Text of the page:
Project title: Expression and function of a unique human-specific duplicated alpha7 nicotinic receptor gene in human brain-derived primary microglia cells
Background: Deficits in cholinergic neurotransmission is associated with impaired cognitive function in schizophrenia and Alzheimer’s disease, As a consequence, nicotinic acetylcholine receptors (nAChRs) are a major focus for human genetic, molecular and pharmacological studies. Genetic variations in the CHRNA7 gene are linked to schizophrenia, with the alpha7 nAChR subtype (encoded by the CHRNA7 gene) presenting a promising target for ameliorating cognitive deficits in schizophrenia. Genetic studies indicate that both the classical CHRNA7 gene as well as a partially duplicated alpha7 nAChR gene (CHRFAM7A) is linked to schizophrenia. The CHRFAM7A gene encodes a truncated duplicated variant of the alpha7 nAChR subunit, with the corresponding protein termed dup-alpha7. Dup-alpha7 may act as a dominant-negative modulator of alpha7 nAChR function, which could potentially influence the pharmacodynamics of alpha7 nAChR activators and thus the therapeutic effect in cognitive disease states. It is major importance that this duplicated gene is unique to humans, thus not found in e.g. rodents and non-human primates, which makes it conceivable that CHRFAM7A/dup-alpha7 plays an important role in both normal and pathological function in the human brain, in particular in relation to schizophrenia. Interestingly, the CHRFAM7A gene is found abundant in peripheral immune cells, where it may potentially interfere with immunomodulatory properties of alpha-7 nAChR activators. Because central anti-inflammatory properties of alpha-7 nAChR activators are proposed to contribute to their therapeutic effects in cognitive diseases, it is important to determine the relevance of CHRFAM7A expression and function in the context of inflammatory activity in principal immune cells of the human brain, i.e. microglia.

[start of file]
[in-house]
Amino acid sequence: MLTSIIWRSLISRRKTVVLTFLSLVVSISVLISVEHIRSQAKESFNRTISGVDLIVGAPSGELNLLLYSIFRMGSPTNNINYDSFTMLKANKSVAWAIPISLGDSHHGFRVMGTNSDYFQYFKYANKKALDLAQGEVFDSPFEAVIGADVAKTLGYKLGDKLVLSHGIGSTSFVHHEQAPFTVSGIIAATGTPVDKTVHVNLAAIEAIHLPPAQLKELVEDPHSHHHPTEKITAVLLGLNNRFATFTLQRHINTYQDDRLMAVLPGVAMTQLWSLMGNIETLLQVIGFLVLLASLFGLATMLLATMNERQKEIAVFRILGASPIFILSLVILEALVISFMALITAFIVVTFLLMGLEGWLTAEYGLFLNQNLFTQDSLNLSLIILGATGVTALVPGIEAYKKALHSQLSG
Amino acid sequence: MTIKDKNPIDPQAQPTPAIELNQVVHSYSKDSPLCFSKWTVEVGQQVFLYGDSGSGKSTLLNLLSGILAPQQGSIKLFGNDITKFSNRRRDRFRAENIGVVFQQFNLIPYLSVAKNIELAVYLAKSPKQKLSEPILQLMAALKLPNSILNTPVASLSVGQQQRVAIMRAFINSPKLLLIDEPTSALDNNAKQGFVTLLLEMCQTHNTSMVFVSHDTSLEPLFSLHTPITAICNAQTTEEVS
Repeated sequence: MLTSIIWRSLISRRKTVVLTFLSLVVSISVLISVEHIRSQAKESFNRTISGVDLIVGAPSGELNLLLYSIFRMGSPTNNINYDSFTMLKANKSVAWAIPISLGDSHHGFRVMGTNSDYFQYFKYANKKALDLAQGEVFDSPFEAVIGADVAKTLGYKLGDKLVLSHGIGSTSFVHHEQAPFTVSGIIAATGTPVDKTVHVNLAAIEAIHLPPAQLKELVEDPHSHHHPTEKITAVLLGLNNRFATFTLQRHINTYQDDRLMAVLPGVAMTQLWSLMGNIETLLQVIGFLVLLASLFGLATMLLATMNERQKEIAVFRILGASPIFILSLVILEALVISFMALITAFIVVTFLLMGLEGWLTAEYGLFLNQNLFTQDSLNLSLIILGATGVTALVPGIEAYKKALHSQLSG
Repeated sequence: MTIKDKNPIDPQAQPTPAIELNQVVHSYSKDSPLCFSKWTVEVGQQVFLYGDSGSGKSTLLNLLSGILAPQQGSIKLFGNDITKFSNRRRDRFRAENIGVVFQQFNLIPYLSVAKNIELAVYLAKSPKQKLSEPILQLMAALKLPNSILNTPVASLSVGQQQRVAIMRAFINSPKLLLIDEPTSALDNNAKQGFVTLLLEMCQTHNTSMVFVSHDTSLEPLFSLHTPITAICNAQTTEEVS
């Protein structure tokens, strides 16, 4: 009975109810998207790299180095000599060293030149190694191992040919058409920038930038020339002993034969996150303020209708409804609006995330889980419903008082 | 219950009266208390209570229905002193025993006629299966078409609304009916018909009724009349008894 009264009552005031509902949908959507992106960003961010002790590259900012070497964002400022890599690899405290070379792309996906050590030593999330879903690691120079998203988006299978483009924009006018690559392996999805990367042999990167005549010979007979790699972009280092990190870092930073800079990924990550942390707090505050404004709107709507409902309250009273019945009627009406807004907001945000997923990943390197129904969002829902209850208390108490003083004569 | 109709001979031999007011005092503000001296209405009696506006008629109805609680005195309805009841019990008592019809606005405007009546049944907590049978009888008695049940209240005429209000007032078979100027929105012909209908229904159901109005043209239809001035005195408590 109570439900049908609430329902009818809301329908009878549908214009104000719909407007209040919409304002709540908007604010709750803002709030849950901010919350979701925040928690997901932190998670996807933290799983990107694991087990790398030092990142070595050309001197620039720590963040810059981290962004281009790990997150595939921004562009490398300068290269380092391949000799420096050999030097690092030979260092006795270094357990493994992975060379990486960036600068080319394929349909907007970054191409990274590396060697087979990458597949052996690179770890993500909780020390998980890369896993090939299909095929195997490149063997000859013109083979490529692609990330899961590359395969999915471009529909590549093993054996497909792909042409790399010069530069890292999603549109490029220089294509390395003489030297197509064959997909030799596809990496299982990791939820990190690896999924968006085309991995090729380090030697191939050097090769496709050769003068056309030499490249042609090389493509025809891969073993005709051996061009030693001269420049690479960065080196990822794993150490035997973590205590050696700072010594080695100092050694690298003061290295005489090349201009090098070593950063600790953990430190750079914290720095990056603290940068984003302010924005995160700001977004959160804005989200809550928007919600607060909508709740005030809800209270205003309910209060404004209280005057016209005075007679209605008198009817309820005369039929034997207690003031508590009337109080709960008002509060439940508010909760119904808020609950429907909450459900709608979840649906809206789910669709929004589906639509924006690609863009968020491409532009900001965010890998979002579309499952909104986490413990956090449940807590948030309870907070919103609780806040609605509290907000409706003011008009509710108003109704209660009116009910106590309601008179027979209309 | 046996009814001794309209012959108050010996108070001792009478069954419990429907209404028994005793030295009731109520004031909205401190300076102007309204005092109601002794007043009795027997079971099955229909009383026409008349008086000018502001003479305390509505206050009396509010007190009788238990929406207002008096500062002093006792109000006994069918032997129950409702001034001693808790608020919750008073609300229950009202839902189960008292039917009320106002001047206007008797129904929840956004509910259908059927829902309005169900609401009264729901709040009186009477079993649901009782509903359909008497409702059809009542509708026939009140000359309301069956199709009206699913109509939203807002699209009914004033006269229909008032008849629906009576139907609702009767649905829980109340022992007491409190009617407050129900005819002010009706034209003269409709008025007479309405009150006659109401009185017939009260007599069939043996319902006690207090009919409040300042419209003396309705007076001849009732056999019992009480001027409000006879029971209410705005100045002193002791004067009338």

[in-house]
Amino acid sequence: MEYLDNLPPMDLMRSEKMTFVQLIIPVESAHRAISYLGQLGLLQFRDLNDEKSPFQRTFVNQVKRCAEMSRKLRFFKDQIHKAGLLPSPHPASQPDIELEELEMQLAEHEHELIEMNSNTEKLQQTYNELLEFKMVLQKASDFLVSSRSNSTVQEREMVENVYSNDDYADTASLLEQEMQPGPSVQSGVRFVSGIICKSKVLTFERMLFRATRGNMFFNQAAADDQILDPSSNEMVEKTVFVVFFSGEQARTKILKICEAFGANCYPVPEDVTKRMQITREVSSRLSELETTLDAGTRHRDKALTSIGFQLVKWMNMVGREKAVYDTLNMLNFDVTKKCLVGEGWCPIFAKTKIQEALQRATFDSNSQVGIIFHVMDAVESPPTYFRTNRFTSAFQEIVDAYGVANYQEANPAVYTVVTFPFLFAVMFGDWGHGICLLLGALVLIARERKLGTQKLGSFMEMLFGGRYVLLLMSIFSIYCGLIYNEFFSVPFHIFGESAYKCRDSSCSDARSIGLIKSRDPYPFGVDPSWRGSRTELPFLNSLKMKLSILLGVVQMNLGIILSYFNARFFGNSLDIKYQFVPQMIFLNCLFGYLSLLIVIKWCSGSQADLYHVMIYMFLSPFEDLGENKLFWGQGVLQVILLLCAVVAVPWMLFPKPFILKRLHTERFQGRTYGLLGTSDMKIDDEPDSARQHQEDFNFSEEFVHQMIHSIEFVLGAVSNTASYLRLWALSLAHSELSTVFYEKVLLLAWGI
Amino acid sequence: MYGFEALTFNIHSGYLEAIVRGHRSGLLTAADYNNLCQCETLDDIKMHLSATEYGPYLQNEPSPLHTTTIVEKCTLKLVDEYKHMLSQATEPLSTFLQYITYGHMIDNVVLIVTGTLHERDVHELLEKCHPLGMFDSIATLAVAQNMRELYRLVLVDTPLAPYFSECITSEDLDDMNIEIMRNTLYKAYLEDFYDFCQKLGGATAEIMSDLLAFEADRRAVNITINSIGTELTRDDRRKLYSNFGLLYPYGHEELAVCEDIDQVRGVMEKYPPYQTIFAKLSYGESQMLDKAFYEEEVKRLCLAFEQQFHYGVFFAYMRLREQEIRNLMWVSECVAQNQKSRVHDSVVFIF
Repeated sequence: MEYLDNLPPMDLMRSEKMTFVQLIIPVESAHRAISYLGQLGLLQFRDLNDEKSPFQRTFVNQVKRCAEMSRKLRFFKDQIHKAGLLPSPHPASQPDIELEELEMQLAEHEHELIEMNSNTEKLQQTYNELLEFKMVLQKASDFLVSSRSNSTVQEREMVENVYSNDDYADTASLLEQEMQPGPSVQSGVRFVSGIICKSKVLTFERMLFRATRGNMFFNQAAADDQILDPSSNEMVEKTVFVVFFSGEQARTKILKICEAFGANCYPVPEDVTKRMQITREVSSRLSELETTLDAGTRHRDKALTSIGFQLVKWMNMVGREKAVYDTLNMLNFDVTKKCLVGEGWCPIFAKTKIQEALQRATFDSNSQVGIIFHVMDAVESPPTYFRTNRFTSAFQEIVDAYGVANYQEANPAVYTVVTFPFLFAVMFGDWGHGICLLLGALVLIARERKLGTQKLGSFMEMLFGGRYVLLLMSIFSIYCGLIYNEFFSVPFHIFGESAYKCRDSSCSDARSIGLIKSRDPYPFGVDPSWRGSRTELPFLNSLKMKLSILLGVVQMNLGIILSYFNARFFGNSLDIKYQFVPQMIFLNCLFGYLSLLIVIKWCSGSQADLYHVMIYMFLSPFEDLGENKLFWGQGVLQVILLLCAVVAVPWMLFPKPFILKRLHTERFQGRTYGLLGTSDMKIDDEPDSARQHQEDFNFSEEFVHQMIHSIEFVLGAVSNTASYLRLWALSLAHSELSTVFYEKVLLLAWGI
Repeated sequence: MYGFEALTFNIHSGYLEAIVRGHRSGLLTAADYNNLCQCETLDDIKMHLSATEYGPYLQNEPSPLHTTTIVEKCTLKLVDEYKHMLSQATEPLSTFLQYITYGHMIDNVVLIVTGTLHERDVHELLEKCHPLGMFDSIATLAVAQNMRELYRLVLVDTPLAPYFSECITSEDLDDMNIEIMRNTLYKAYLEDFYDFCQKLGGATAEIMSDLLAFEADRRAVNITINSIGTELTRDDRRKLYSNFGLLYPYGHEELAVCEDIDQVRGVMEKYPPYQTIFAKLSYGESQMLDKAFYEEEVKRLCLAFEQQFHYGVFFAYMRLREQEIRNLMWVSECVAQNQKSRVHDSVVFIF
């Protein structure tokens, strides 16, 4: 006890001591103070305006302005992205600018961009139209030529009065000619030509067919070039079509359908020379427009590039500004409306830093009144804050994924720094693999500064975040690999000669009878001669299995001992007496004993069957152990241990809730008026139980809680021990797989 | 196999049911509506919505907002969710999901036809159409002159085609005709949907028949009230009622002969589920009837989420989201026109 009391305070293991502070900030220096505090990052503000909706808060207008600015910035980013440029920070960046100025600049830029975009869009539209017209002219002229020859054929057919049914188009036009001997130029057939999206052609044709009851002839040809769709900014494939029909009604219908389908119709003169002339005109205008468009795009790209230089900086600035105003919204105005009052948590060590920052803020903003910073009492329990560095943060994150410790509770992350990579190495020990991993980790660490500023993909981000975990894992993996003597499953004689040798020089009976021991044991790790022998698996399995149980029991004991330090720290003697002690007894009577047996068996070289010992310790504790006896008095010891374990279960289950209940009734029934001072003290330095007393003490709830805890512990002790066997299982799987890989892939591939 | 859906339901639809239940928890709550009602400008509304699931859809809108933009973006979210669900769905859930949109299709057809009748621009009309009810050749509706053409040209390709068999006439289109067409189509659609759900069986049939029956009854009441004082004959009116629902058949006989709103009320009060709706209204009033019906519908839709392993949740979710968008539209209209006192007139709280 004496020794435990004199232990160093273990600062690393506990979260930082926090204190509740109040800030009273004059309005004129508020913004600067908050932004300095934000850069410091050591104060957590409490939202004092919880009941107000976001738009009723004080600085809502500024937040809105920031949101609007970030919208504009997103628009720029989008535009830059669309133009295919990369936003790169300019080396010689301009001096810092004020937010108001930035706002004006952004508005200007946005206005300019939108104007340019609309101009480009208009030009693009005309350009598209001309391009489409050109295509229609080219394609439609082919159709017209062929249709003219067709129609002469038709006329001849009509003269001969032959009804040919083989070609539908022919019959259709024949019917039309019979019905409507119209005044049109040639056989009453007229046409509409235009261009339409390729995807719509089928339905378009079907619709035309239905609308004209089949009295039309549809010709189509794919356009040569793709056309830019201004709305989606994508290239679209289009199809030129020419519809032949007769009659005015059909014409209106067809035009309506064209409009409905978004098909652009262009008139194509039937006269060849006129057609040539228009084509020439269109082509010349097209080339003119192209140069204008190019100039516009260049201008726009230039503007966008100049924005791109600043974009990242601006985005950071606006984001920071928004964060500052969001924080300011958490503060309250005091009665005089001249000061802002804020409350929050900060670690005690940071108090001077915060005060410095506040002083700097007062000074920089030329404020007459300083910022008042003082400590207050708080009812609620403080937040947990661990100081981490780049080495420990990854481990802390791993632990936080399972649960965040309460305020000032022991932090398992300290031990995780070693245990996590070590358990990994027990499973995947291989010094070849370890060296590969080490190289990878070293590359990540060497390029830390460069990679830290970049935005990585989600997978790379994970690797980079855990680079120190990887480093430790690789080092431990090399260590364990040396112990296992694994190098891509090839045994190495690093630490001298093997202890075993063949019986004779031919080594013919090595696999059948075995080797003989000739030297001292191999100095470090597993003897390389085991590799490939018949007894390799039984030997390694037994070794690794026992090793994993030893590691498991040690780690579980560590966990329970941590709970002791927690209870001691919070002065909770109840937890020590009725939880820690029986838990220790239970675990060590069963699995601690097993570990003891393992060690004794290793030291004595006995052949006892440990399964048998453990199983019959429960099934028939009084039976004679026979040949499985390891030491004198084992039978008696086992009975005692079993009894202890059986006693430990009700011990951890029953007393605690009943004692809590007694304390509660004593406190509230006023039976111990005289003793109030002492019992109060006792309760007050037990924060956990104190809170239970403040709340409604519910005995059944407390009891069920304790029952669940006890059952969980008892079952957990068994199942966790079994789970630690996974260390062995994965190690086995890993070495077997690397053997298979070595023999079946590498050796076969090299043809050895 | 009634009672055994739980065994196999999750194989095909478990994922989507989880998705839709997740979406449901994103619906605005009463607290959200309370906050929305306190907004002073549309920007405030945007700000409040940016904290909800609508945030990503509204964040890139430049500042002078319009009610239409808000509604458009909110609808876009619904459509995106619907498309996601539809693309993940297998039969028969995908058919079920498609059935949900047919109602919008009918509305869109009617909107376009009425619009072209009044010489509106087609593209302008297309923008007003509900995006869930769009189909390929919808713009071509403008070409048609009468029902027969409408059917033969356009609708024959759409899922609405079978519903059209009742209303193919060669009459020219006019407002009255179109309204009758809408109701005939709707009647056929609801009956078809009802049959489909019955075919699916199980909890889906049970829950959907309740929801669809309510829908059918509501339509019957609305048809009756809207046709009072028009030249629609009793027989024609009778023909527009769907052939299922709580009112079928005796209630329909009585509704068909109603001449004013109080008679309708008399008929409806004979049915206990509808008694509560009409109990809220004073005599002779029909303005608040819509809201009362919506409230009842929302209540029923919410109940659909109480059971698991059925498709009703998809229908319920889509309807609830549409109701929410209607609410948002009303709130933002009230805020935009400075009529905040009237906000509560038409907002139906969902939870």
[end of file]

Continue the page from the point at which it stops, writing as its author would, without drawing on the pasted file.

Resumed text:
Project aim: The master project aims to assess the expression and functional implications of CHRNA7/CHRFAM7A genes in the human brain cells. To this end, human microglia isolated from brain cortical lobectomy samples obtained from human donors undergoing resection surgery will be employed. (1) Cultured primary microglia will be assessed for expression dynamics of CHRNA7/CHRFAM7A, as well as other nAChR subunits, in the context of different proinflammatory and nAChR agonist stimuli, respectively; (2) To assess the contribution of microgliaderived CHRNA7/CHRFAM7A expression, the mRNA expression profile will be compared to astrocyte and mixed neuronal/glia cell preparations derived from the same human brain sample; (3) Cellular phenotyping of CHRNA7/CHRFAM7A expression will also be applied to human brain
cells isolated from the brain specimens; (4) Finally, alpha-7 nAChR activators will be tested for functional effects (anti-inflammatory properties, intracellular signaling) in cultured human primary microglia cells.
Research disciplines: Cell cultures, pharmacology, molecular biology, neuroinflammation.
Methods: Quantitative PCR (qPCR), Western blotting, ELISA, immunocytochemistry.
Project start: Autumn/Winter 2015, duration: 1 year.
Research lab: Neurobiology Research Unit (NRU), Juliane Maries Vej 28, 3rd floor, Copenhagen University Hospital Rigshospitalet, Building 6931, DK-2100 Copenhagen, Denmark.
Contact: Henrik B. Hansen, PhD, Senior Scientist (email@example.com; tlf. 35456711).